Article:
Sandrine gasped. It was covered with a ski mask, or the kind of mask thieves wore when they attempted a robbery in any self-respecting TV movie.
She backed away, sliding away from her cozy rest along the arch. Taking one step at a time, she moved back from the man in black, staring at the frightening ski mask. She felt like laughing. How stupid could this be? Out of the frying pan and into the fire, she thought hysterically.
Not daring to lower her eyes from the man without a face–as if it would make a difference!–she backed away from him, crossing the little perpendicular street to the rue de Rivoli.
Her luck held. She didn’t even stumble on the pavement as she walked backwards on the other side of the rue de l’Oratoire.
Her luck came back with a vengeance.
She turned her head, and there it was. A taxi was stopping a little farther away on that street.
Feeling a little more daring now that she was separated from the masked weirdo after crossing the street, Sandrine ran to the taxi as it discharged a passenger.
“I need a lift, please,” she breathlessly asked the driver.
“All right, come in,” he replied.
The door slammed. The car sped on its way, but there was no one to be seen at the feet of Gaspard de Coligny’s statue. Only shards of glass on the pavement and the twisted and charred metal casing of the overhead lantern attested to the last few minutes.
Fortunately, Sandrine had enough change in her purse to pay the fare. This unexpected expense would mean more spaghetti on her menu next week, but for once, she didn’t mind too much.
When she arrived home, she immediately crawled into bed, letting her clothes remain where she had dropped them.
The ringing of the phone woke her up. Her alarm clock indicated 9:00 AM, and she smothered a curse.
Sitting up gingerly in her bed, she muttered, “I’m coming, I’m coming” and limped into the common sitting room, feeling like an eighty-year-old arthritic woman. Fortunately, the caller kept ringing.
Sandrine crashed on the battered couch in the common living room, picked up the phone and said, “Allô? Philippe-Demazières-Baron Apartment, here.”
“Sandrine, is that you?” Clark’s voice said on the other side of the line.
“Err, yes. What’s left of me, anyway,” she said. “Clark, how are you?”
“What do you mean?” questioned Clark, his concern obvious.
“Oh, nothing much. I was mugged last night. No problem!” Sandrine answered, with feigned carelessness.
It didn’t fool Clark. “I’m coming,” he stated. “Don’t leave. I’ll be there in about…” His voice trailed as he thought. “A half an hour. Is your code still the same?”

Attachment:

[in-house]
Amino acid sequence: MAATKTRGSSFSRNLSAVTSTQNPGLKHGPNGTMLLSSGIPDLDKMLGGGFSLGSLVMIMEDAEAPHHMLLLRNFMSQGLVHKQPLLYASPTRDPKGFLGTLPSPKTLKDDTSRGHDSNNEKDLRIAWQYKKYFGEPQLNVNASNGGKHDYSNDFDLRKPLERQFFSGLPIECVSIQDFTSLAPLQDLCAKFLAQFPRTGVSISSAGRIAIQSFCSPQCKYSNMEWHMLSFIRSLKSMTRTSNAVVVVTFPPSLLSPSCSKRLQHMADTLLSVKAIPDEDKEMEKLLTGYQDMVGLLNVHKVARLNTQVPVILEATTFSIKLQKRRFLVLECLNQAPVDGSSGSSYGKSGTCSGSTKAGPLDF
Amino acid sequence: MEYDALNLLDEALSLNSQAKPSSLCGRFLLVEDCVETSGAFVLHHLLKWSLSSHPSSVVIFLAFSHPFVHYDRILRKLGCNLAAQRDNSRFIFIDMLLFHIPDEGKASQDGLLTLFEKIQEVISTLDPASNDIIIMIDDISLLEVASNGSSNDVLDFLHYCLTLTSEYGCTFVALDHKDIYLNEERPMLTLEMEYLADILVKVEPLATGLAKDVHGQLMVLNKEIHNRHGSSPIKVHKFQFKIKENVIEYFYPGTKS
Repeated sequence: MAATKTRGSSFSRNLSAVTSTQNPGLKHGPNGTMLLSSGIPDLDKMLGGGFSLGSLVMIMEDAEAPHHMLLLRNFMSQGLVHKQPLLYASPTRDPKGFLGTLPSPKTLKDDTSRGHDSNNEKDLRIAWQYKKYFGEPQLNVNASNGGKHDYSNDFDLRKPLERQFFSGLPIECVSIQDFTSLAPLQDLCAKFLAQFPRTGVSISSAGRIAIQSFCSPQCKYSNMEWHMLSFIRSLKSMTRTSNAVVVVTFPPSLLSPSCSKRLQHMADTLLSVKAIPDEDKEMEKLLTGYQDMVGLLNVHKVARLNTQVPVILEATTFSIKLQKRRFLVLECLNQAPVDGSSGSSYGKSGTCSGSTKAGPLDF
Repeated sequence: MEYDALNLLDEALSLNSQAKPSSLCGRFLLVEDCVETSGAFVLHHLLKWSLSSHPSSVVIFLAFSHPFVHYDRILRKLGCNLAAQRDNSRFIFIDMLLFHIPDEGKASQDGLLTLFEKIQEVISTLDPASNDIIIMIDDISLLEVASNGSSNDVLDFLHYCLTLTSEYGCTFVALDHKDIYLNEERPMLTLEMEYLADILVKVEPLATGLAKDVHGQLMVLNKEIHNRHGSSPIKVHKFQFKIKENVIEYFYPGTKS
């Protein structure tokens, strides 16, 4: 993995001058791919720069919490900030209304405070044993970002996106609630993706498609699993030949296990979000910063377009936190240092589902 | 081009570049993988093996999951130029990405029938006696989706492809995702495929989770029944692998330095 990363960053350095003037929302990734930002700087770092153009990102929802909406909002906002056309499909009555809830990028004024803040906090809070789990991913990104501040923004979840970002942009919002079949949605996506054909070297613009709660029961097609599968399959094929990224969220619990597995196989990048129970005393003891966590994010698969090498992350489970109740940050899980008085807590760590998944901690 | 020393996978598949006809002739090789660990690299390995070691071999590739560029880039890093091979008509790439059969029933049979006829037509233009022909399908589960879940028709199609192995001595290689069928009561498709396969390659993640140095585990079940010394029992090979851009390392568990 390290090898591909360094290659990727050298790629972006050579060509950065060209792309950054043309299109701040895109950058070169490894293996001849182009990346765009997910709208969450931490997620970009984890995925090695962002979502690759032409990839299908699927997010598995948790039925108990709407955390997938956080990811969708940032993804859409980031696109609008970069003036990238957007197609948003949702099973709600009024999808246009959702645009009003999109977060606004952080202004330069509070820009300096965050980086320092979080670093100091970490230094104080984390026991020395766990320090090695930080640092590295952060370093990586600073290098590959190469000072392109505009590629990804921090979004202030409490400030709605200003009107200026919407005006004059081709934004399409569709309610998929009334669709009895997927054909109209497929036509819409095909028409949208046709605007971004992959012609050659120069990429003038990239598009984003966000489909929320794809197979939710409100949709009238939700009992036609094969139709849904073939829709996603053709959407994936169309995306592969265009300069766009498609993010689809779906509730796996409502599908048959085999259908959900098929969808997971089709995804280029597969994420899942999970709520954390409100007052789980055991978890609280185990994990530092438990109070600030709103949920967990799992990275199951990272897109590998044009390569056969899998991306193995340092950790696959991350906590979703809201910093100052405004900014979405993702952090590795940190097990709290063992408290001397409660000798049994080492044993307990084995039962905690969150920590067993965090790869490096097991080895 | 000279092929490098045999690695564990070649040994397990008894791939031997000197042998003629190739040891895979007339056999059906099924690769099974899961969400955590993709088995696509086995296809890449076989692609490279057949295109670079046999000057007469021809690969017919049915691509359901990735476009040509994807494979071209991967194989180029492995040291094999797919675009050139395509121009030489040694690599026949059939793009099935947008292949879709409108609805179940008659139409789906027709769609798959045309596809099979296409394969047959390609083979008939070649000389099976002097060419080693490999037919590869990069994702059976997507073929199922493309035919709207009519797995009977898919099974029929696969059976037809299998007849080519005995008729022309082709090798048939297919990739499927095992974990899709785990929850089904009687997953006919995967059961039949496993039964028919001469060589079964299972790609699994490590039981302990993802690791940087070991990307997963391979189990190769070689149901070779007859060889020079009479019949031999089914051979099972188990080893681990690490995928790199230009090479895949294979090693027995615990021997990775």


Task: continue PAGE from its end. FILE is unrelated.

“No, err, yes,” Sandrine stammered. “Please, don’t trouble yourself. I’m okay, just a little sore.” This was a gross understatement. From the way her muscles ached and her derrière [backside] stung, she imagined it would be black and blue at least for a fortnight. “The code’s the same, but I don’t need…”
“I’ll be there in half an hour,” Clark reiterated more forcefully, and then he hung up, effectively cutting off her protests.
“Oh, zuuuuut!” Sandrine moaned, looking at herself with dismay. Her hair was standing on end, and she was still wearing her night t-shirt; she was a sight. She groaned and hobbled to the bathroom.
Clark had been right to insist, Sandrine thought contentedly. Friendship, coffee, and fresh croissants were the restoratives she needed.
She finished her tale with as much animation as she could. Her shoulder still hurt where she had bruised it on the pavement, so she gestured with the other hand, emphasizing her words as she spoke. “It was just unbelievable; the guy was wearing a ski mask. A black ski mask!! In June!”
“Maybe he wanted to be a Zorro to his damsel in distress,” Clark offered falteringly.
“Pff! I don’t think so. He was really scary.” Sandrine paused. “No, he wasn’t, actually.” She collected her thoughts. “He scared me, though. It was so — so sudden…”
“He did help you, didn’t he?” insisted Clark.
“All right, so he did,” she agreed reluctantly. “You’re right; he did ask me if I were hurt. All the same…” She faltered, feeling ridiculous for doing so. She was in one piece, no great harm done. Her guardian angel—if she had one all her own—had been a busy little bee last night.